The network interface chip/card (NIC) 110 may comprise suitable circuitry, logic, and/or code that may be adapted to transmit and receive data from a network, for example, an Ethernet network. The NIC 110 may process received data and/or data to be transmitted. The amount of processing may be design and/or implementation dependent. Generally, the NIC 11.0 may comprise a single chip that may also utilize on-chip memory and/or off-chip memory.

In operation, the host 100 and the host 101 may communicate with each other via, for example, the network 115. The network 115 may be an Ethernet network. Accordingly, the host 100 and/or 101 may send and/or receive packets via a network interface card, for example, the NIC 110. For example, the CPU 102 may fetch instructions from the memory block 106 and execute those instructions. The CPU 102 may additionally store within, and/or retrieve data from, the memory block 106. For example, a software application running on the CPU 102 may have data to transmit to a network, for example, the network 115. An example of the software application may be email applications that are used to send email sent between the hosts 100 and 101.

Accordingly, the CPU 102 in the host 101 may process data in an email and communicate the processed data to the NIC 110. The data may be communicated to the NIC 110 directly by the CPU 102. Alternatively, the data may be stored in the memory block 106. The stored data may be transferred to the NIC 110 via, for example, a direct memory access (DMA) process. Various parameters needed for the DMA, for example, the source start address, the number of bytes to be transferred, and the destination start address, may be written by the CPU 102 to, for example, the memory interface (MCH) 104. Upon a start command, the memory interface (MCH) 104 may start the DMA process. In this regard, the memory interface (MCH) 104 may act as a DMA controller.

The NIC 110 may further process the email data and transmit the email data as packets in a format suitable for transfer over the network 115 to which it is connected. Similarly, the NIC 110 may receive packets from the network 115 to which it is connected. The NIC 110 may process data in the received packets and communicate the processed data to higher protocol processes that may further process the data. The processed data may be stored in the memory block 106, via the 10 interface (ICH) 108 and the memory interface (MCH) 104. The data in the memory block 106 may be further processed by the email application running on the CPU 102 and finally displayed as a, for example, text email message for a user on the host 101.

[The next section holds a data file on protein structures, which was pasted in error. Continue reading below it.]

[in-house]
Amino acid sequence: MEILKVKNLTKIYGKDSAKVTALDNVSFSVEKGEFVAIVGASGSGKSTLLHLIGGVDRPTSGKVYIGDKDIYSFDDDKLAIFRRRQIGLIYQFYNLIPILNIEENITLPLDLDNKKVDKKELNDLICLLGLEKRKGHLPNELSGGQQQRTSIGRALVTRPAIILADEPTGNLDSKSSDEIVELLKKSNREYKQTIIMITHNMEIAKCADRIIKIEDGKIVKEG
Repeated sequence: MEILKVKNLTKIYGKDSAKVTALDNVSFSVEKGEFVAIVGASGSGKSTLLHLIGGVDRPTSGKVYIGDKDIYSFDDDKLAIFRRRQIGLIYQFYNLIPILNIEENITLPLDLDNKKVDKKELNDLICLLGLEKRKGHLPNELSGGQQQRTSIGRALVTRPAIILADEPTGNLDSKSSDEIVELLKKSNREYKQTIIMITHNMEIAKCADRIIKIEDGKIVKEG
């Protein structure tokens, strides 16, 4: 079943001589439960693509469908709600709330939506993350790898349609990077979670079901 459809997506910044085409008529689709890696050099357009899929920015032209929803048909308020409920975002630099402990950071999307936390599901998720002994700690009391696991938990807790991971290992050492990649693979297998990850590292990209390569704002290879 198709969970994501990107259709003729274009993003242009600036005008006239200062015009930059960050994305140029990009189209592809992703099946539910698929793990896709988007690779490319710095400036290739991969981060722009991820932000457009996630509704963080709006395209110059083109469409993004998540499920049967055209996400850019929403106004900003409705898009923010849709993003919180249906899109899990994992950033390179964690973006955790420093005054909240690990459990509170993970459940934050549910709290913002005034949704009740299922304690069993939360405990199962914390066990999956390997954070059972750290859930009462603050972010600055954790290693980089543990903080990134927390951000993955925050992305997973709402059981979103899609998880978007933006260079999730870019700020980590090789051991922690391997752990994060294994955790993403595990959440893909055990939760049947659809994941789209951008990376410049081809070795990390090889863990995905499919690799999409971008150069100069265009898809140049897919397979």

While an embodiment of the invention may have been described as comprising the MCH 104, the invention need not be so limited. For example, the CPU 102 may comprise some or all of the functionality of the MCH 104. This may be, for example, when the CPU 102 also comprises memory controller functionality.

FIG. 1b is a block diagram of an exemplary system for a non-offloaded Internet protocol stack, which may be utilized in connection with an embodiment of the invention. Referring to the FIG. 1b, there is shown the host 101 that may comprise the CPU 102, the MCH 104, the memory block 106, the ICH 108, and the NIC 110. There is also shown an application layer 120, a socket 122, a transport layer 124, a network layer 126, and a data link layer 128.

The application layer 120, the transport layer 124, the network layer 126, and the data link layer 128 may be part of a protocol stack for receiving and transmitting data from a network. The protocol stack may be, for example, the Internet protocol (IP) suite of protocols used by the Internet. The IP suite of protocols may comprise application layer protocols, transport layer protocols, a network layer protocols, data link layer protocols, and physical layer protocols. The socket 122 may comprise a software process that may allow transfer of data between two other software processes. Accordingly, the socket 122 may be viewed as a conduit for transfer of data between the application layer 120 and the transport layer 124. The physical layer may be the medium that connects one host on a network to another host. For example, the medium may be cables that serve to conduct the network signals in a network, for example, an Ethernet network.

When receiving an email, for example, the email may be received by the NIC 110 from the physical layer, for example, the Ethernet media, as a series of packets. The NIC 110 may store the received packets to the memory bock 106. The CPU 102 may, for example, execute the data link layer 128 protocol, for example, to remove the physical layer framing from each packet. The framing may comprise node addresses, and bit patterns that may indicate the start and end of each packet. The CPU 102 may then, for example, execute the protocols for the next OSI layer in the protocol stack. This OSI layer may be, for example, network layer 126, and may comprise removing the network related information from each packet that may be used to route the packets from one network to another. The next layer of protocol to be executed may be the transport layer 124. The transport layer 124 may, for example, ensure that all packets for a file have been received, and may assemble the various packets in order.